Scott McKinnell, a partner in the Construction, Engineering and Projects Group at law firm Pannone, looks at whether contractors or subcontractors might be entitled to extra time and money to complete their works as a result of strike action.
THE construction industry like other parts of British society has been hit by the recent public sector strikes, whether relating to increased time for equipment, materials and labour to arrive
on site due to difficulties with transport or, in some cases, due to staff being unable to deal with their normal duties due to short notice childcare arrangements.
The present generation of construction professionals have not in many cases had to deal with this before and, faced with the prospect of further industrial action over coming weeks and months, are now having to consider what may be a significant impact on the progress of works on site and the implications that this may have for the extra time and cost that it takes to complete works.
The degree to which parties can rely on the impact of strikes will vary according to what the choice of contract form has been and the provisions may, unlike the picket lines, not be quite as clearly drawn as the parties may have expected. The position also varies according to which standard form contract is being used.
The two most commonly used forms of contract in the industry are currently JCT and NEC.
The JCT Standard Building Contract, Design and Build Contract and Standard Building Subcontract all list a strike as a relevant event entitling a contractor to an extension of time. The contractor has an obligation to notify the employer of the strike and this obligation arises when it becomes reasonably apparent that the works are likely to be delay.
The contractor must also use his best endeavours to prevent any delay or further delay as a result of the strike action. Whether these requirements have been satisfi ed will depend on the
individual circumstances and may be open to interpretation.
However, a strike is not a relevant matter for the purposes of a loss and expense claim. Therefore, while the contractor may be entitled to additional time, he is not entitled to additional money.
Under NEC 3 contracts the contractor is potentially entitled to both additional time and the potential for additional money as a result of delays to the works caused by strike action.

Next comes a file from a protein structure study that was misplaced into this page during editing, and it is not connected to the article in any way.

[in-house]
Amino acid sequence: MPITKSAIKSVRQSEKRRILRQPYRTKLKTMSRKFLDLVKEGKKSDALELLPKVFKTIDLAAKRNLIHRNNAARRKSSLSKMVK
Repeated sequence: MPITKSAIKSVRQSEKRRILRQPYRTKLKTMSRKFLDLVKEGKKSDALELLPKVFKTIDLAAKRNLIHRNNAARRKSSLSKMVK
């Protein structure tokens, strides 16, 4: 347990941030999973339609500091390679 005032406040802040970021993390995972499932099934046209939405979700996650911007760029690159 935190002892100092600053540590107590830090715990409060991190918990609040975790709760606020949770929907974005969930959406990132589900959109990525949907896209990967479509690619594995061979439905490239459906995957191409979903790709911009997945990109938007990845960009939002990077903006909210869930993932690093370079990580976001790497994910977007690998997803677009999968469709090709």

Under NEC 3, so long as the strike is not confined to the contractor’s employees, it will be an employer’s risk under the contract and therefore a compensation event entitling the contractor to additional time and money. The additional costs, however, only relate to loss or damage to the works, plant and materials – the employer’s property. The contractor carries the risk of loss or damage to his own property. This may not go as far as entitling the contractor to additional money, particularly if there is no loss or damage to the works, plant and materials.
The contractor may also seek to rely on Clause 60.1(19), by saying that an event has occurred which stops the contractor completing the works or completing the works by the date shown in the Accepted Programme and which neither party could prevent, which an experienced contractor would have judged at the date of the contract as having had so small a chance of occurring that it would not have been reasonable to have allowed for it, and which is not one of the other compensation events in the contract.
It seems, therefore, that while the strikes themselves might have defined positions, the provisions dealing with their effects within the standard contracts leave room for manoeuvre on the part of both the employer and the contractor. So in standard form contracts, the picket lines are not so clearly drawn and it is worth carefully scrutinising the position before making a claim for extra time or money, particularly as the standard forms are often also subject to bespoke amendments on a project-specific basis.